The BCS might not want to admit it publicly, but the rumors and reports swirling around this week’s meetings in Dallas gave every indication that the days of arguing over which college football team is No. 3 might soon be over.
Rumor has it the Bowl Championship Series is leaning hard toward implementing a plus-one when its contract ends before the 2014 season.
That news is like nectar to college football fans hungry to give every elite team a shot at the crystal ball in January.
And that’s because some team always seems to be able to say it’s gotten snubbed.
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The list of snubs is long and distinguished. In 2000, a one-loss Florida State team was picked over another one-loss squad, Miami, that already had beaten the Seminoles, plus a one-loss Washington team that beat the Hurricanes.
The next year, a Nebraska team ranked fourth in both human polls got a shot at the title despite getting blown out by Colorado 62-36 in its final regular-season game, and a one-loss Oregon squad ranked No. 2 by the media and coaches never got a shot.
From there, things kept getting worse. A three-way claim on the title game’s two spots resulted in a split national title for LSU and USC after the 2003 season. An undefeated Auburn team got shut out of the national title game despite rolling through the SEC unblemished, a product of the BCS rolling back its strength-of-schedule component.
To make matters worse, Auburn and Utah finished the season undefeated.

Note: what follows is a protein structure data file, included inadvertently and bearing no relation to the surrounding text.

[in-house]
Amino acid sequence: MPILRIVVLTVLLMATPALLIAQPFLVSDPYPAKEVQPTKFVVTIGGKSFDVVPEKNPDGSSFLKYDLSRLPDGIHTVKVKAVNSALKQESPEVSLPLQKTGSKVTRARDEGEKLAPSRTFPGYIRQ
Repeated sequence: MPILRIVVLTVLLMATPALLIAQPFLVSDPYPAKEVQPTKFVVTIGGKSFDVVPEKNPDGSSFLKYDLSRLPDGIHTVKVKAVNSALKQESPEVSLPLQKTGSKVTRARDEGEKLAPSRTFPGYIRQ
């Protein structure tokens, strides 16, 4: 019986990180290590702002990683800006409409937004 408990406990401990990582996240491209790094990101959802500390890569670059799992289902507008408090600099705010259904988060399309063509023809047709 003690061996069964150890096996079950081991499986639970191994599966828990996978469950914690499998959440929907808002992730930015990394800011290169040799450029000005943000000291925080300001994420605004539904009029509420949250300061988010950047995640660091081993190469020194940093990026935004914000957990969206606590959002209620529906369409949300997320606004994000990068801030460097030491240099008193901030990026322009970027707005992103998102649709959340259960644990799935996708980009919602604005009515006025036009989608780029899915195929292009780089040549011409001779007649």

Fast-forward to 2006, when Florida jumped over Michigan and three other one-loss teams to earn the right to beat Ohio State for the BCS title, and 2007, when a two-loss LSU squad emerged from chaos to keep the SEC’s run going.
Throw in 2008, when Utah, arguably the best non-automatic qualifier in the BCS era, finished the season undefeated and dismantled a one-loss Alabama team in the Sugar Bowl but watched a pair of one-loss teams play for the national championship.
TCU and Cincinnati were undefeated in 2009. Oklahoma State tried to claim a piece of the national championship pie last year.
Trying to keep track of all that controversy is ridiculously tiring.
Proponents of a plus-one -- a system that includes semifinal matchups of No. 1 vs. No. 4 and No. 2 vs. No. 3 to advance to the national title game -- have been noting the BCS’s problems for years.
But the BCS has its fair share of defenders.
Making college football a playoff diminishes a regular season more important than any other in American sport, they say. Playing semifinals diminishes the traditional bowl system, the argument goes.
Most importantly, the people that defend the BCS say the argument simply shifts from which team is No. 2 to which team is No. 4.
Granted, there is some truth to the last one. If there’s anything sports fans can do, it’s argue. But the others don’t really hold water.
Expanding the race for the title game to four teams still preserves the sanctity of the regular season. In most seasons, a team can afford to lose only one game to reach the top four. The bowl system already has devalued itself with declining attendance figures.
All an expansion to the plus-one does is increase national interest in games across the country, plus create two more automatic sellouts.
The push to the plus-one isn’t misguided.
It’s just good sense.
Joel A. Erickson, email@example.com